Meg Antille works long hours on the charter cruise ship Far Horizon so she can send credits home to her family. Working hard to earn a promotion to a better post (and better pay), Meg has no time for romance.
Former Special Forces soldier Red Thomsill only took the berth on the Far Horizon in hopes of getting to know Meg better, but so far she’s kept him at a polite distance. A scheduled stopover on the idyllic beach of a nature preserve planet may be his last chance to impress the girl.
But when one of the passengers is attacked by a wild animal it becomes clear that conditions on the lushly forested Dantaralon aren’t as advertised—the ranger station is deserted, the defensive perimeter is down…and then the Far Horizon’s shuttle abruptly leaves without any of them.
Marooned on the dangerous outback world, romance is the least of their concerns, and yet Meg and Red cannot help being drawn to each other once they see how well they work together. But can they survive long enough to see their romance through? Or will the wild alien planet defeat them, ending their romance and their lives before anything can really begin?
This month in Between the Bookends, the GeekMoms have been reading about alien parasites, parenting skills, dark fantasy, climbing Everest, and the songs that tell the story of modern Britain. Check out what we’ve been reading after the jump.
Please help us welcome fantasy author J. Kathleen Cheney to GeekMom! Ms. Cheney is the author of The Golden City series from Roc Books. The Shores of Spain, book 3 in the series, has just been released today.
The Real Steampunk
I’ve always thought that if I had a chance to do my life all over again, my new day job would be as a civil engineer. It would be right up my alley. I have a nerdy fascination with sewer systems, underground building design, highways, rooftop gardening, and distribution/transport systems.
So when I worked on the first of the Golden City novels (aptly titled The Golden City), I fell in love with these:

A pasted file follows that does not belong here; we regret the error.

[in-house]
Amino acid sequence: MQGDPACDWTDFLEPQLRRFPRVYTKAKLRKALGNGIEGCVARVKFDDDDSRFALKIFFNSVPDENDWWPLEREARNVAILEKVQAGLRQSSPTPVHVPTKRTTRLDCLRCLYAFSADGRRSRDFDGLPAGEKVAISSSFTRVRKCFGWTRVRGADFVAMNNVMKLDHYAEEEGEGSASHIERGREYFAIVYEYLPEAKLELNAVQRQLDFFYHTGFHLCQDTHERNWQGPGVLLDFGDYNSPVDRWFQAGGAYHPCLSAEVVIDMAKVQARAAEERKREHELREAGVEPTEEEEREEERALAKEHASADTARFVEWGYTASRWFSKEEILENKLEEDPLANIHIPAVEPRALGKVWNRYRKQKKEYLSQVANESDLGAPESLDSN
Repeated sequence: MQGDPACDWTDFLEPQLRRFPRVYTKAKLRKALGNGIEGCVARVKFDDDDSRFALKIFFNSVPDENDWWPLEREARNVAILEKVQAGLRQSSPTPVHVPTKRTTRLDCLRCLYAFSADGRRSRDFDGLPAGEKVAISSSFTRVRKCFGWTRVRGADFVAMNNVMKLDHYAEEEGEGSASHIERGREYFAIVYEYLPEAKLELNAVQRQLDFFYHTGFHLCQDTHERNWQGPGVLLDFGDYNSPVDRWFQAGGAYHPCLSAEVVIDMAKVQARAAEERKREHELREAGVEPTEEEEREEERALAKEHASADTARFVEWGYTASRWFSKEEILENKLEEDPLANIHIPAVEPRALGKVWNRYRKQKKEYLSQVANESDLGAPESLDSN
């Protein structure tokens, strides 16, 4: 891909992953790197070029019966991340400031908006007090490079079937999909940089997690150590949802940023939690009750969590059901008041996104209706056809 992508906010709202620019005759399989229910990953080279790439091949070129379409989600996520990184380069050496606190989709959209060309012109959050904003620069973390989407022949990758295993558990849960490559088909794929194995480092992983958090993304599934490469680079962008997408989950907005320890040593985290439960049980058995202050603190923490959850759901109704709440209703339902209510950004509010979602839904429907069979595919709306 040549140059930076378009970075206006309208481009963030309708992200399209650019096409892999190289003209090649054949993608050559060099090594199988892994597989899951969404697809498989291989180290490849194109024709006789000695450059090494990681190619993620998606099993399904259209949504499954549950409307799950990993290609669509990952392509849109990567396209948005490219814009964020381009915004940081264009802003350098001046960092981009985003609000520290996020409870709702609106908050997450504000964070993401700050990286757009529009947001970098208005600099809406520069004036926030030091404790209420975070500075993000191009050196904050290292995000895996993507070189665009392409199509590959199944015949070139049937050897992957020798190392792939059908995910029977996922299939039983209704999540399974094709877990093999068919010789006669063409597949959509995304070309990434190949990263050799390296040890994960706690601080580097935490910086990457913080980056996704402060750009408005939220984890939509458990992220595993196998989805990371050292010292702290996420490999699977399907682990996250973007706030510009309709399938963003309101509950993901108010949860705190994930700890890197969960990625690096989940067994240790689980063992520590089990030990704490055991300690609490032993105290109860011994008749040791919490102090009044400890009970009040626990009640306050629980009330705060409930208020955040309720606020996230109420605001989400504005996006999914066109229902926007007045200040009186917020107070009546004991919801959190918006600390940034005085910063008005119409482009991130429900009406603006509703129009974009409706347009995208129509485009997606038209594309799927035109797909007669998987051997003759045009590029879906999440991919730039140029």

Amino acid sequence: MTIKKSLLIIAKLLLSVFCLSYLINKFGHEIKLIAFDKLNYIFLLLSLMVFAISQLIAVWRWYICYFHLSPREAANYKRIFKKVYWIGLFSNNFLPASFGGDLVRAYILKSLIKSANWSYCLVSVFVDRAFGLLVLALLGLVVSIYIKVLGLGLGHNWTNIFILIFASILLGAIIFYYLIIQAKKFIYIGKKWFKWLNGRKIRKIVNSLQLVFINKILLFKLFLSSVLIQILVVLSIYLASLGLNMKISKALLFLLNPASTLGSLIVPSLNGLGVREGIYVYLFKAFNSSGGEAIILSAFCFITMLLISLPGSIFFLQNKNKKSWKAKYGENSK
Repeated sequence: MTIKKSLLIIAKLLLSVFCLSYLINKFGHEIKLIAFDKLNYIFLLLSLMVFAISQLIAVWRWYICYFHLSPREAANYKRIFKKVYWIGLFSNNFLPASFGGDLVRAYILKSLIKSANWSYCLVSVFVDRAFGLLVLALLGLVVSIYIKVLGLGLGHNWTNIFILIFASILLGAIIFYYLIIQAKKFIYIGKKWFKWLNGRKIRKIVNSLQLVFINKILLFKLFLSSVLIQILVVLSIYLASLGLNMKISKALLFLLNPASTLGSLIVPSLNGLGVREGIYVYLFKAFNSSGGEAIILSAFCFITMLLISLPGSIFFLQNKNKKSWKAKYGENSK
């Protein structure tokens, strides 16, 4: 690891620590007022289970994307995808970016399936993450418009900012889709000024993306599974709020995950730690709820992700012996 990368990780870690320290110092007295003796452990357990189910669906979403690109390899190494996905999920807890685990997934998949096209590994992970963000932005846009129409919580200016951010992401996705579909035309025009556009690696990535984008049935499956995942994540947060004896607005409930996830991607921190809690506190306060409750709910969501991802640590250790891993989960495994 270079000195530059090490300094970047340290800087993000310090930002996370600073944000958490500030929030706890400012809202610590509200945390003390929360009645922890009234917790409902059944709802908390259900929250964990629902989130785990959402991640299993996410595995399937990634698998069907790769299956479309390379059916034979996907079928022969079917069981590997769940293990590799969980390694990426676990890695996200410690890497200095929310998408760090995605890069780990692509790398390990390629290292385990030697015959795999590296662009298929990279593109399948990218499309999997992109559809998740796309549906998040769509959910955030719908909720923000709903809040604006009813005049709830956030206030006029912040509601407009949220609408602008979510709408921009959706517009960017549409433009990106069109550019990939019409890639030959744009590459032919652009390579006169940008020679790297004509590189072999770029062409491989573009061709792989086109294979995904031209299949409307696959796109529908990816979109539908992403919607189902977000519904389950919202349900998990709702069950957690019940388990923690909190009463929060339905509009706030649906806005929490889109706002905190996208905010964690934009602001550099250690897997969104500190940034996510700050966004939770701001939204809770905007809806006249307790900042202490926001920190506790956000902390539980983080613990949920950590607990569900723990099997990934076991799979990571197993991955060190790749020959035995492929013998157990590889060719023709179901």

Those two beauties are the Titans in Matosinhos, Portugal.
For those people who live in areas with harbors, they might even recognize what they are. Essentially, they’re cranes that specialize in building breakwaters. A breakwater is an enclosed area around a harbor or river’s mouth that makes for calmer waters where a ship comes in to dock. What the Titans do is carry 10-ton blocks from a building yard out to the end of the breakwater (via its own railway) and set the block into the water. Once enough stone is there to support the crane, the railway is extended, and the Titan goes back to get another block.
(Titans, by the way, are a classification of crane. It’s not the name of this particular set of cranes. So there are far younger Titans all around the world, in many industrial and nautical settings.)
I’ve included this picture so that you can get a bit of perspective on how big they are. The little “house” that’s sitting atop the crane’s boom arm is actually the housing for the steam engine. Beneath that, inside the boom arm, is the ballast that balances the heavy weights (up to 50 tons) that the Titan is made to carry. It’s an amazing piece of technology, particularly when you realize that these two were made during the Victorian age.
You want steampunk? These babies are real steampunk!
In my first novel, I managed to squeeze these guys in. There’s a scene where my hero, Duilio, ducks behind one of that behemoth’s rail wheels for cover during a gunfight. If you look at the little tiny people standing around on the temporary tracks, that will give you an idea how tiny he must have felt hiding under the Titan’s bulk. It’s huge, and in his place, I would have been terrified.